The Minister of Finance and Economic Affairs Kebba S Touray yesterday presented before deputies at the National Assembly in Banjul the 2014 budget statement and economic policy of the Gambia government, with total domestic revenue and grants estimated at D8.6 billion in 2014 up from D7.6 billion in 2013.
Representing a growth of 13.5 percent, Finance Minister Touray said this is principally due to a 20.5 percent expected rise in tax revenue and a 32.0 percent projected increase in non-tax revenue.
"These forecasts assume that there will be improvements in compliance levels, as well as the implementation of new revenue measures. Included in the total revenue projection is a budget support of D313 million from the World Bank and African Development Bank," he told deputies.
Total expenditure and net lending, he added, is projected at D10.2 billion, up from D8.3 billion in 2013, representing an increase of 22.9 percent.
"Recurrent expenditure is expected to increase from D3.6 billion in 2013 to D4.96 billion in 2014 representing an increase of 38 percent whilst Capital spending, including externally financed, is estimated to remain at D2.7 billion in 2014. The fiscal deficit is projected at D1.6 billion compared to the revised projected deficit of D2.4 billion for 2013 representing a decrease of 33.3 percent," he stated.
Noting that net domestic borrowing is projected to be limited to D933.5 million in 2014, which is 2.5 percent of GDP, the Minister of Finance told deputies that external loan disbursement to finance new and ongoing projects is estimated at D2.5 billion whilst the repayments of principals on external loans is programmed at D763 million.
Giving a rundown of developments in the domestic economy in particular the real sector, Finance Minister Touray said the real Gross Domestic Product at constant market prices for 2013 is estimated o grow by 5.6 percent compared to 6.1 percent recorded for the previous year.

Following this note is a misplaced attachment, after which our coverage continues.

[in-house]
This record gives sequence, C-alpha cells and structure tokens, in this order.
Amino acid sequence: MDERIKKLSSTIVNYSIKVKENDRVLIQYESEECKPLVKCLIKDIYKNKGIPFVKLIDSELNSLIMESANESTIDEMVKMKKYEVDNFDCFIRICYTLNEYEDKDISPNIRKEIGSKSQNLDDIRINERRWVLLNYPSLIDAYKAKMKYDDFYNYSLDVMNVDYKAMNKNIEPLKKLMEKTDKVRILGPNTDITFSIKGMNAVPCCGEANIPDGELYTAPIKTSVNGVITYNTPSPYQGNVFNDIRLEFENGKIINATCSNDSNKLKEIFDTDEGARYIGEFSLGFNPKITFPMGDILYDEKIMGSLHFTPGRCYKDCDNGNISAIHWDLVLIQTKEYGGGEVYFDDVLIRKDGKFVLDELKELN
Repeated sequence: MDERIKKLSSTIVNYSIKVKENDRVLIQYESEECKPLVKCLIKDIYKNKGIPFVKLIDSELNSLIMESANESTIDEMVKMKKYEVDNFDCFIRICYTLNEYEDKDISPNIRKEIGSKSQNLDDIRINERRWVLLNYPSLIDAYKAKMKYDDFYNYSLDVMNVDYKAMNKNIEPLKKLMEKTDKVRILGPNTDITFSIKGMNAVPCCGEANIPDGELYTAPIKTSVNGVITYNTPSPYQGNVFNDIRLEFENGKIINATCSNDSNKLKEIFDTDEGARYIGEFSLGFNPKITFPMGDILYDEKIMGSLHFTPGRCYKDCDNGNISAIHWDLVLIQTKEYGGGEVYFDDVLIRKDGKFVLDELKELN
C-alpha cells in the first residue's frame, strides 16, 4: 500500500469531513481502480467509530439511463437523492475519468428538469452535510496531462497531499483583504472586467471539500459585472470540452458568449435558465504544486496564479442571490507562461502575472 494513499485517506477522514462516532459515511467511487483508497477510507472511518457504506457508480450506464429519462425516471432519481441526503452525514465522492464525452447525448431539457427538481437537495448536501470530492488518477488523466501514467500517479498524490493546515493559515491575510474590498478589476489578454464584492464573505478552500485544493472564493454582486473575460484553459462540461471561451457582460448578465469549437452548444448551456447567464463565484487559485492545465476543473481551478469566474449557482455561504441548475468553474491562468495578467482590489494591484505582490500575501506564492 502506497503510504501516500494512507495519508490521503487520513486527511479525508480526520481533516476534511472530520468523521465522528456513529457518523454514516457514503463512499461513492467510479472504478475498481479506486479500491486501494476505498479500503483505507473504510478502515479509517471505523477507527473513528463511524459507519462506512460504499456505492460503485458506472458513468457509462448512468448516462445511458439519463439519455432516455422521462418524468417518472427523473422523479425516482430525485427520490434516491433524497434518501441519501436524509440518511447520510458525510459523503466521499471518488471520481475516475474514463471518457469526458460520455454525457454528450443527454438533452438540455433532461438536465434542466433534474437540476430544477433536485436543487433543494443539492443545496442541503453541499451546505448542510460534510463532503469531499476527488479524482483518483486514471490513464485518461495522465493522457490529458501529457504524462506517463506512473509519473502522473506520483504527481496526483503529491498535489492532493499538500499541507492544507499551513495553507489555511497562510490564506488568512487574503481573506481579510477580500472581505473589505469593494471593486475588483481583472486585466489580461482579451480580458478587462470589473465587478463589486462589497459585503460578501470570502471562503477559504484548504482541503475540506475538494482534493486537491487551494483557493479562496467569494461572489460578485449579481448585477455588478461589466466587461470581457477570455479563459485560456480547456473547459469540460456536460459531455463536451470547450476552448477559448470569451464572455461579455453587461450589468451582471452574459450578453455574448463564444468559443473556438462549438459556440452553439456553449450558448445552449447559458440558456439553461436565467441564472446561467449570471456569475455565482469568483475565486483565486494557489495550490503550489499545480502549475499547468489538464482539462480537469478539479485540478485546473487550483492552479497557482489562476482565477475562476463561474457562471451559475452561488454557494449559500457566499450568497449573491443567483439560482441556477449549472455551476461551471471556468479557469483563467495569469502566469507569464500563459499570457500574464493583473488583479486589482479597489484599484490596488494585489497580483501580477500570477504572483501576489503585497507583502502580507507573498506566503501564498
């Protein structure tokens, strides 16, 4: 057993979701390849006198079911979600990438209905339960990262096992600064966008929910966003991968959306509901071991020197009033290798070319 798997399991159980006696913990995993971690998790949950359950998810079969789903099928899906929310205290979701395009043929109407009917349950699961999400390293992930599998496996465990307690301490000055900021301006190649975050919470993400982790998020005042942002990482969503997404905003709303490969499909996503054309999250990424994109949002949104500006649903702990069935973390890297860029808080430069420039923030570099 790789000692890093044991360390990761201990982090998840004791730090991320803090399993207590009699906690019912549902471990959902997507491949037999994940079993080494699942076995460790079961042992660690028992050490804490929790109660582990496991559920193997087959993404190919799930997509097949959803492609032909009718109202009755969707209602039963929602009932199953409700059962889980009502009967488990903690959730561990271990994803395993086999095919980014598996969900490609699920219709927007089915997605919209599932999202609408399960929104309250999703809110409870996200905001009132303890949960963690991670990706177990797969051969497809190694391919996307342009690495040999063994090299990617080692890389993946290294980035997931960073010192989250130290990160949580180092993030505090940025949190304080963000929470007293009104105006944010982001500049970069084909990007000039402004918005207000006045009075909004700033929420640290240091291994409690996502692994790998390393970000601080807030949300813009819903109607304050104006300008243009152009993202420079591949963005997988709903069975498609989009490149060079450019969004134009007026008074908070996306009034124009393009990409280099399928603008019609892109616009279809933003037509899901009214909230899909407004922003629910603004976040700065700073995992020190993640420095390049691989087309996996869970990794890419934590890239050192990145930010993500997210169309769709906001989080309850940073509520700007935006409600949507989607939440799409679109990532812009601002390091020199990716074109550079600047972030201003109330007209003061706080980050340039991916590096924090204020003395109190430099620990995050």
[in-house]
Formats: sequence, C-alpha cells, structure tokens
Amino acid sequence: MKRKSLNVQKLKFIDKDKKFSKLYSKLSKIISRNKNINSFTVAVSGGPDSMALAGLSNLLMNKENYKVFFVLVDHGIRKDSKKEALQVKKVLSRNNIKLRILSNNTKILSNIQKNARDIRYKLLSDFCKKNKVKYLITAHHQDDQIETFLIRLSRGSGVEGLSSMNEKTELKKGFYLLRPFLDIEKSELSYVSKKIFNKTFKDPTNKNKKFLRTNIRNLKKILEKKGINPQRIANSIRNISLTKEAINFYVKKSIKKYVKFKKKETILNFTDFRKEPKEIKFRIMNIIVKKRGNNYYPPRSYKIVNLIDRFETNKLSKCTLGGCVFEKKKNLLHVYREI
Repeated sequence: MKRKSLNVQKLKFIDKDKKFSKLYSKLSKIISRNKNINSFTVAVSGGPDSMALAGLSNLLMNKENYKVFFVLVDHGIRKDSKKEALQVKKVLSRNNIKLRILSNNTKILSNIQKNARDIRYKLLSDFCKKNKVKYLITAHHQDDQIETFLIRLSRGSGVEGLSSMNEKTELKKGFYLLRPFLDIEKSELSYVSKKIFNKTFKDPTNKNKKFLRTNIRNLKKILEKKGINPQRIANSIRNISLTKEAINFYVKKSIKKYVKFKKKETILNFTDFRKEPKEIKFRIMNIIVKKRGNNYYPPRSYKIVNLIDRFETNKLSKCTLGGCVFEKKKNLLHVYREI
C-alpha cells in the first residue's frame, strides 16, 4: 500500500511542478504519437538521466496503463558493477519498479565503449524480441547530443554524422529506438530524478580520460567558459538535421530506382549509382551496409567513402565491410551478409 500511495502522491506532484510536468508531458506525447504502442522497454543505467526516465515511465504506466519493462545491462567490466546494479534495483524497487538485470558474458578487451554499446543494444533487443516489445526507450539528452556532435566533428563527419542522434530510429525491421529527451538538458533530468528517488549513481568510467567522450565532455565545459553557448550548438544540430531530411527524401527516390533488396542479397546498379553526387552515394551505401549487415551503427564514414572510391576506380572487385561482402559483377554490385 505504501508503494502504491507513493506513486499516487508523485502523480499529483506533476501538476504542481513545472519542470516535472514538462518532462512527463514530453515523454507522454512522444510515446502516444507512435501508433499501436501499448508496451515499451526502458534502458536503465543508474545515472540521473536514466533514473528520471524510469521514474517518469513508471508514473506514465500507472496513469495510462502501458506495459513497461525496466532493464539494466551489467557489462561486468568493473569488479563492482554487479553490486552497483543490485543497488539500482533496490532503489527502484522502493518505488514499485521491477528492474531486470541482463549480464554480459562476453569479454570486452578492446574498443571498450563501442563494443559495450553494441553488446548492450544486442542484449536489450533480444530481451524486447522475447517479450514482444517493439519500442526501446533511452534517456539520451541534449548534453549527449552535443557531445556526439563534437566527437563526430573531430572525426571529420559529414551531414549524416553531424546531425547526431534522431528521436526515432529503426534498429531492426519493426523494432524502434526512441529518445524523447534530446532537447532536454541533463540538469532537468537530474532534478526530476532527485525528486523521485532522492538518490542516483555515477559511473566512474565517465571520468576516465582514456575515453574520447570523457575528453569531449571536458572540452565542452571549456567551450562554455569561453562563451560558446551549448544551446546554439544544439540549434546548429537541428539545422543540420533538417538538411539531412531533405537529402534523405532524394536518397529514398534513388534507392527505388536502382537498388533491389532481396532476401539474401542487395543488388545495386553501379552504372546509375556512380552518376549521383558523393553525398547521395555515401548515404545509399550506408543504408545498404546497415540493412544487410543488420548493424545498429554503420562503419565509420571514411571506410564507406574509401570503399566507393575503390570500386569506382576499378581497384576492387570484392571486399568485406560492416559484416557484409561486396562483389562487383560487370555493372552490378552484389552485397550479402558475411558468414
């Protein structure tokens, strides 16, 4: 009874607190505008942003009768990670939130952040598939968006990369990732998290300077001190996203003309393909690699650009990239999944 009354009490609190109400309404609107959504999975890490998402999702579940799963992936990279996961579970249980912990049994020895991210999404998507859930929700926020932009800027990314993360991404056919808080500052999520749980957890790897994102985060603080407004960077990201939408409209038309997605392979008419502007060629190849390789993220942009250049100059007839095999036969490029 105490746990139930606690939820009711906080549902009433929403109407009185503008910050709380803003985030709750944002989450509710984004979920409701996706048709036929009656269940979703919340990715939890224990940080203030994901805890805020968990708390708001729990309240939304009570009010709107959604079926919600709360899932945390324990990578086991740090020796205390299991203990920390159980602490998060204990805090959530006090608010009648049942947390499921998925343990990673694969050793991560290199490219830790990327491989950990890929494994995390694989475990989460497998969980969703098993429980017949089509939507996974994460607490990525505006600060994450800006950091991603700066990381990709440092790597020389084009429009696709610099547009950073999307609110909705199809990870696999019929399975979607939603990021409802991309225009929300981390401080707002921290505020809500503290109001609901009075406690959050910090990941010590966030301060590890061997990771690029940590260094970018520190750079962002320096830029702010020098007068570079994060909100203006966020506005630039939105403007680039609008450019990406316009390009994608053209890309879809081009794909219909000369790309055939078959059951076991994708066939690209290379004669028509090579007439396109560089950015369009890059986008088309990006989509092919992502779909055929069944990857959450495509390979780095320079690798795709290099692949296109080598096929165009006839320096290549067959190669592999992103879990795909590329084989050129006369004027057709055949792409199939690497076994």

"The major contributors to growth in economic activity for 2013 are the agricultural sector with 9.7 percent compared to 6 percent in 2012. Followed by the industry sector with 7.0 percent compared to 6.4 percent in 2012 and the services sector with 3.7 percent compared to 4.8 percent in 2012," he stated.
According to Touray, the growth in the agriculture sector is mainly driven by increase in crop production, livestock, forestry and fisheries which recorded 14.8, 4.6, 3.4 and 4 percent respectively, whilst the growth in the industrial sector is mainly coming from the Construction sub sector.
Electricity and water, he explained, recorded a growth of 2.2 percent mainly attributed to the expansion in rural electrification.
"Tourism, transport, communication, financial services and real estate continue to grow by 8.5, 6.0, 3.7 and 3.3 percent respectively. In terms of contribution to GDP, the services sector continues tone the major contributor with 57.1 percent, followed by the agricultural sector with 22.2 percent and the industry sector with 14.8 percent," Finance Minister Touray told deputies.
The Minister of Finance and Economic Affairs also told deputies that in the 2014, revenue measures will be introduced, among them an increase in the presumptive tax base for commercial vehicles and boats.
According to him, the government will raise specific excise on tobacco products from D5 per pack to D9 per pack and environmental tax rate on tobacco products from D0.20 per pack to D2.10 per pack.
He also announced that government will raise the specific excise on other tobacco products from D37.50 per kilogram to D150 per kilogram and environmental tax rates on other tobacco products and from D75 per kilogram to D100 per kilogram.
Government also plans to include customs duties and other charges in the base for excise tax calculation; introduce air transport tax on the sale of air tickets at the rate of 15 percent, replacing the sales tax, which was abolished in 2012, Touray stated.
He said the government will also reduce the corporate tax by 1 percent to 31 percent in line with its commitment to lower the corporate tax rate to a regionally competitive level. Author: Adama Jallow